FPANJ Warns of the Cost of College Debt on Social Security
While Financial Planners have been advocating for smarter legislation on student loan programs for years, the news is finally spotlighting a concern over its impact on Social Security income if debts aren't paid.
MONTCLAIR, N.J. - Jan. 5, 2017 - PRLog -- The Financial Planning Association of New Jersey (FPANJ) has long held advocacy positions in Trenton that have encouraged careful decision making with regard to student loan programs. However, the impacts haven't been well publicized until recently, when the Wall Street Journal ran a piece on how Social Security checks can be reduces if debts for college aren't paid.
"Our efforts in public financial education - and in the Capitol - have included a message to stop the borrowing before it happens," explained John Crosby, CFP®, ChFC, CAS, CLTC, CRPC®, and Advocacy Chairperson for FPANJ. "The best solution to this issue is always to make an educated decision before you choose to borrow, where to borrow, and understand the types of student loans are available."
The reality is that for student loans and other non-tax debts, the government can garnish wages or suspend tax refunds for anyon(e who fails to pay their student loans. They can take 15 percent of your Social Security check as long as the remaining balance doesn't drop below $750. There is no statute of limitations on student loan debt, so it doesn't matter how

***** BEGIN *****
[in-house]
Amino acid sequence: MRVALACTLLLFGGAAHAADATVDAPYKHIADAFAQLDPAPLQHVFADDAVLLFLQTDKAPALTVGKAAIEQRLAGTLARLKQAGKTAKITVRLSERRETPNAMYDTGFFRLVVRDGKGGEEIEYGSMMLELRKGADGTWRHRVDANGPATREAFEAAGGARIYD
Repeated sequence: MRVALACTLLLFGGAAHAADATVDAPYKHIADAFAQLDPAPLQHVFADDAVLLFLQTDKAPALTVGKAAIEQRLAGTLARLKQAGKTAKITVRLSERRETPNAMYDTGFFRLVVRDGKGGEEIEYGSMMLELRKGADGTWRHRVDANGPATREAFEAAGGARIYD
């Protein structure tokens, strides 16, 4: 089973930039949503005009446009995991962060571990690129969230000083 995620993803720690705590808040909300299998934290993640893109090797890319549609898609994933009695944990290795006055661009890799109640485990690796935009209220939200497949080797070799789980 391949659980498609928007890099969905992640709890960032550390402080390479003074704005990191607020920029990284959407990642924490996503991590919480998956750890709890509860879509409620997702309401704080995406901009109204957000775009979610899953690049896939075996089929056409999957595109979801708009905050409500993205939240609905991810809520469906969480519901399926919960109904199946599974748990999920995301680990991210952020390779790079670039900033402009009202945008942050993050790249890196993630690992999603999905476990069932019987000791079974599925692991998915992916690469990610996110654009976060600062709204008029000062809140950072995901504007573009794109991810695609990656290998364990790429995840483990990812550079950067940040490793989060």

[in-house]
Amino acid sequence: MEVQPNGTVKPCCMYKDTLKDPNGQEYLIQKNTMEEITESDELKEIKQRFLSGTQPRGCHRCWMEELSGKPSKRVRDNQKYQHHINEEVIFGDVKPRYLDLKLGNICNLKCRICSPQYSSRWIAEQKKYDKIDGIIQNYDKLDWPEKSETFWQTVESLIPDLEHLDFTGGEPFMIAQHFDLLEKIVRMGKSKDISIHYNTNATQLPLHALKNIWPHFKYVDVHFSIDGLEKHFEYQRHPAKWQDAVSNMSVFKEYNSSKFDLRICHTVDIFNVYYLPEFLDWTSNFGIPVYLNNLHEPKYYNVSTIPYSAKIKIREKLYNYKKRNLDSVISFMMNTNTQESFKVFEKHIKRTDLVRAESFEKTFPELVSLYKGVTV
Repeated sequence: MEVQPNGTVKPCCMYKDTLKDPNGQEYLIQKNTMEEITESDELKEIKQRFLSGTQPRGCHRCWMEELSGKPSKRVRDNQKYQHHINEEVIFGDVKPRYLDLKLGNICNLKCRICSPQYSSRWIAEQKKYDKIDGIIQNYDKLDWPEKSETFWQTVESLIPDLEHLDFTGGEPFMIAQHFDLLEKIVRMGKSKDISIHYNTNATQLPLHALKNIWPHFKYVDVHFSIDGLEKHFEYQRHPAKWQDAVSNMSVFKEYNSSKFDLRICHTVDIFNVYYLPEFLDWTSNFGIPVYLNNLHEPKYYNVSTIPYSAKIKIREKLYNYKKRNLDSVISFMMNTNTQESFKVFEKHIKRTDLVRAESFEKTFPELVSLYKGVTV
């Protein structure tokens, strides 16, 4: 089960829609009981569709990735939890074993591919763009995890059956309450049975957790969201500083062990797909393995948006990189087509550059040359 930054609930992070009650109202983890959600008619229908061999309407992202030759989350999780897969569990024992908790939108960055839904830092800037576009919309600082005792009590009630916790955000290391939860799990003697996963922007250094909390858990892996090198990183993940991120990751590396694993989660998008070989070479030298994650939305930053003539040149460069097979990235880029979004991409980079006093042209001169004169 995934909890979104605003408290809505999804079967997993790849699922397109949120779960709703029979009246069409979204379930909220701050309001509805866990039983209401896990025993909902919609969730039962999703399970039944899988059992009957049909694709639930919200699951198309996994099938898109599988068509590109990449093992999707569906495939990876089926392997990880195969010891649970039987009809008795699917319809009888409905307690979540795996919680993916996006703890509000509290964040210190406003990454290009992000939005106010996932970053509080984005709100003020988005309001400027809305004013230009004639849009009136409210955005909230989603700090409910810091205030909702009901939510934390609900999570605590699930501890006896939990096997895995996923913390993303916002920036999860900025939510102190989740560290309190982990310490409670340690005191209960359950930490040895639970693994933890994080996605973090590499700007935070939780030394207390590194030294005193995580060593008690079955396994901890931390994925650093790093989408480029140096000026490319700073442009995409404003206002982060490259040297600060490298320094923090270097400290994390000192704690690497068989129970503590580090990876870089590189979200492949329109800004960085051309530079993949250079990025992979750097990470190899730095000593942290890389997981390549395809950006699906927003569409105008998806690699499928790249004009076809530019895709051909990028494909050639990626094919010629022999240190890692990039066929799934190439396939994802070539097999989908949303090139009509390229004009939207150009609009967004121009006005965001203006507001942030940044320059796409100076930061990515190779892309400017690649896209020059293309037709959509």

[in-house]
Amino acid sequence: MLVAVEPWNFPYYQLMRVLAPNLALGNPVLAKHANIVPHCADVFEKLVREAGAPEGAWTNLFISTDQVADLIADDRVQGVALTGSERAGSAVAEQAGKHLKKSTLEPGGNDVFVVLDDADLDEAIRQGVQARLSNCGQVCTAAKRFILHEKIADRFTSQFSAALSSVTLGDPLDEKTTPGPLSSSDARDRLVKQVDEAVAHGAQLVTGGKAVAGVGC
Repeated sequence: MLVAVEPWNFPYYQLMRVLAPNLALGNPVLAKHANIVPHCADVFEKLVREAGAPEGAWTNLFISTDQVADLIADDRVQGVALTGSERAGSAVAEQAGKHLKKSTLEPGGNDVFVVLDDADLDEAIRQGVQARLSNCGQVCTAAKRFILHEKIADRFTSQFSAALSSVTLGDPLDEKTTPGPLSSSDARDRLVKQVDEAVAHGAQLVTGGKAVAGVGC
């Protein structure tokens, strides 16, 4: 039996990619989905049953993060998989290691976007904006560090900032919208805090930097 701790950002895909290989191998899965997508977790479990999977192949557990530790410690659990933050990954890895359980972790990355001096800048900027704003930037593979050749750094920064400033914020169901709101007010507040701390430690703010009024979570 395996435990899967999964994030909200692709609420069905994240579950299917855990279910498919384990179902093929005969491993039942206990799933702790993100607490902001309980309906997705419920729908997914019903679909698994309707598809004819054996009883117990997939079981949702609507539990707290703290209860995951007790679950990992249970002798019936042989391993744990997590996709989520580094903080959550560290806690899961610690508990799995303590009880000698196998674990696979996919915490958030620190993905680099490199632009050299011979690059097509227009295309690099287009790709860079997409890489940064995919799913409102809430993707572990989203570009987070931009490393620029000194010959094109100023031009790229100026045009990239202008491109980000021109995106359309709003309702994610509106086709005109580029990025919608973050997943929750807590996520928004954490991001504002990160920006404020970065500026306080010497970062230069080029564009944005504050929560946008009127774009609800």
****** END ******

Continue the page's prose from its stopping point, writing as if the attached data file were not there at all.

long ago the debt occurred.
Crosby noted that lawmakers have an opportunity to protect Social Security in a bill (HR4988 Social Security Benefits Restoration Act) presented by Rep. Patrick Murphy (D-FL) in April of 2016. However, this bill is still awaiting a co-sponsor, along with similar proposals from 2015.
The best way to protect yourself is to become knowledgeable, said Crosby.
"Financial Literary programs can address this topic to help students and/or parents understand the importance of higher education and the financial responsibilities that come with it. Partnering with a Certified Financial Planner(TM) is the best course in understanding your options, whether you plan on paying for college or taking out loans.
"Often a candid discussion among a planner, parents and the student can help avoid serious financial consequences down the road. And really, that is what FPANJ and its members are here to do."
If people don't have a Financial Planner, Crosby recommended a tool found on the FPANJ website (FPANJ.org) at the top of the page. "Find A Local Planner" helps consumers look for a specialist in the area of college planning, and within their geographic area.
View the WSJ article here: http://www.wsj.com/
ABOUT FPA of New Jersey and FPA:
Financial Planning Association of New Jersey is part of The Financial Planning Association®
The Financial Planning Association®
John J. Crosby, CFP®, ChFC, CAS, CLTC, CRPC®
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